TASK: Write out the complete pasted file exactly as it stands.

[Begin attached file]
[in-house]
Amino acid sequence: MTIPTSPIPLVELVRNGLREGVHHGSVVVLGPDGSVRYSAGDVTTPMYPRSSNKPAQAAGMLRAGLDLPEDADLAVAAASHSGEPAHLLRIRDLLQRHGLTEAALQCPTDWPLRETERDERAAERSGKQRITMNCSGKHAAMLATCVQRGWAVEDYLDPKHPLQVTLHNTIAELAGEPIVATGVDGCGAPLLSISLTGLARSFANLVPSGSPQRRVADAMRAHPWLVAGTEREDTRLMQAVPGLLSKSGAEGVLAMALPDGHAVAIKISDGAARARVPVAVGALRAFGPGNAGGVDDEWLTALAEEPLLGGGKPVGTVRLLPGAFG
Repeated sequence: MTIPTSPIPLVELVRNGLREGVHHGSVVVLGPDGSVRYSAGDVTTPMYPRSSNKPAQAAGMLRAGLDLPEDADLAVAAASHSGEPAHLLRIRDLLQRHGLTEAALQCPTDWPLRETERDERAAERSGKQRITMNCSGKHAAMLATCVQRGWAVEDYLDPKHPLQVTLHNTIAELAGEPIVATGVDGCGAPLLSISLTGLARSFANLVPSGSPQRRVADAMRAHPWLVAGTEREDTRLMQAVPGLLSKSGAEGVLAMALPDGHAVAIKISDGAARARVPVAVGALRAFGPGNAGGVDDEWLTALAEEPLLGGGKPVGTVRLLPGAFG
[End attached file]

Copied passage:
[in-house]
Amino acid sequence: MTIPTSPIPLVELVRNGLREGVHHGSVVVLGPDGSVRYSAGDVTTPMYPRSSNKPAQAAGMLRAGLDLPEDADLAVAAASHSGEPAHLLRIRDLLQRHGLTEAALQCPTDWPLRETERDERAAERSGKQRITMNCSGKHAAMLATCVQRGWAVEDYLDPKHPLQVTLHNTIAELAGEPIVATGVDGCGAPLLSISLTGLARSFANLVPSGSPQRRVADAMRAHPWLVAGTEREDTRLMQAVPGLLSKSGAEGVLAMALPDGHAVAIKISDGAARARVPVAVGALRAFGPGNAGGVDDEWLTALAEEPLLGGGKPVGTVRLLPGAFG
Repeated sequence: MTIPTSPIPLVELVRNGLREGVHHGSVVVLGPDGSVRYSAGDVTTPMYPRSSNKPAQAAGMLRAGLDLPEDADLAVAAASHSGEPAHLLRIRDLLQRHGLTEAALQCPTDWPLRETERDERAAERSGKQRITMNCSGKHAAMLATCVQRGWAVEDYLDPKHPLQVTLHNTIAELAGEPIVATGVDGCGAPLLSISLTGLARSFANLVPSGSPQRRVADAMRAHPWLVAGTEREDTRLMQAVPGLLSKSGAEGVLAMALPDGHAVAIKISDGAARARVPVAVGALRAFGPGNAGGVDDEWLTALAEEPLLGGGKPVGTVRLLPGAFG